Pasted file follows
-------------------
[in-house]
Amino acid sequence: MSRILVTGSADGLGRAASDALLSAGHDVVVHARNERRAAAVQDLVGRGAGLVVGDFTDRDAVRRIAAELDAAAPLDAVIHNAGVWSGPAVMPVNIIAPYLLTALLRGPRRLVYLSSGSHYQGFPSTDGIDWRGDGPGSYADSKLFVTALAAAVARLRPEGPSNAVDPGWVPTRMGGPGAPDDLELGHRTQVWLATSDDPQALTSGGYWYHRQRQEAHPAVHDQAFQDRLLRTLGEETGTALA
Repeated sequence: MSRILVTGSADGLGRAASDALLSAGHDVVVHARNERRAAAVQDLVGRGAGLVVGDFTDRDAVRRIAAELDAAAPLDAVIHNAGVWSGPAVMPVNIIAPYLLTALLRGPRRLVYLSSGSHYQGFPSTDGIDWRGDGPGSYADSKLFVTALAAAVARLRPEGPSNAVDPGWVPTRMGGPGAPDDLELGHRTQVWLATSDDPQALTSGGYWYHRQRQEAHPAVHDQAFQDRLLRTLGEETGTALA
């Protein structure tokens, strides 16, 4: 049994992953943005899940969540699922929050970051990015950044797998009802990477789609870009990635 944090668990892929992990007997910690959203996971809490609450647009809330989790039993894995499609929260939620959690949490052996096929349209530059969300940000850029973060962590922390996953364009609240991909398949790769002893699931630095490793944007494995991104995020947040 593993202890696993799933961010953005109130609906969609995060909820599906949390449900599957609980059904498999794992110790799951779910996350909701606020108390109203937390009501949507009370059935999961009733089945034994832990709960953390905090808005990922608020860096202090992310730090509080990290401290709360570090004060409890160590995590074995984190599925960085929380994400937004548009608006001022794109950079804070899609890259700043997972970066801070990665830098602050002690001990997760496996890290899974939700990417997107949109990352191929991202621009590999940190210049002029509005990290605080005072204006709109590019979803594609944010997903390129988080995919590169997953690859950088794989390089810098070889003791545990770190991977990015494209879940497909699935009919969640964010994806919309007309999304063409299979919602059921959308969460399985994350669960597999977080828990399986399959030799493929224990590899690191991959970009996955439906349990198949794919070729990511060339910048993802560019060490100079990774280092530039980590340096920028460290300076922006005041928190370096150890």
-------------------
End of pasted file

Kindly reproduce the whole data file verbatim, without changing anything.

[in-house]
Amino acid sequence: MSRILVTGSADGLGRAASDALLSAGHDVVVHARNERRAAAVQDLVGRGAGLVVGDFTDRDAVRRIAAELDAAAPLDAVIHNAGVWSGPAVMPVNIIAPYLLTALLRGPRRLVYLSSGSHYQGFPSTDGIDWRGDGPGSYADSKLFVTALAAAVARLRPEGPSNAVDPGWVPTRMGGPGAPDDLELGHRTQVWLATSDDPQALTSGGYWYHRQRQEAHPAVHDQAFQDRLLRTLGEETGTALA
Repeated sequence: MSRILVTGSADGLGRAASDALLSAGHDVVVHARNERRAAAVQDLVGRGAGLVVGDFTDRDAVRRIAAELDAAAPLDAVIHNAGVWSGPAVMPVNIIAPYLLTALLRGPRRLVYLSSGSHYQGFPSTDGIDWRGDGPGSYADSKLFVTALAAAVARLRPEGPSNAVDPGWVPTRMGGPGAPDDLELGHRTQVWLATSDDPQALTSGGYWYHRQRQEAHPAVHDQAFQDRLLRTLGEETGTALA
């Protein structure tokens, strides 16, 4: 049994992953943005899940969540699922929050970051990015950044797998009802990477789609870009990635 944090668990892929992990007997910690959203996971809490609450647009809330989790039993894995499609929260939620959690949490052996096929349209530059969300940000850029973060962590922390996953364009609240991909398949790769002893699931630095490793944007494995991104995020947040 593993202890696993799933961010953005109130609906969609995060909820599906949390449900599957609980059904498999794992110790799951779910996350909701606020108390109203937390009501949507009370059935999961009733089945034994832990709960953390905090808005990922608020860096202090992310730090509080990290401290709360570090004060409890160590995590074995984190599925960085929380994400937004548009608006001022794109950079804070899609890259700043997972970066801070990665830098602050002690001990997760496996890290899974939700990417997107949109990352191929991202621009590999940190210049002029509005990290605080005072204006709109590019979803594609944010997903390129988080995919590169997953690859950088794989390089810098070889003791545990770190991977990015494209879940497909699935009919969640964010994806919309007309999304063409299979919602059921959308969460399985994350669960597999977080828990399986399959030799493929224990590899690191991959970009996955439906349990198949794919070729990511060339910048993802560019060490100079990774280092530039980590340096920028460290300076922006005041928190370096150890």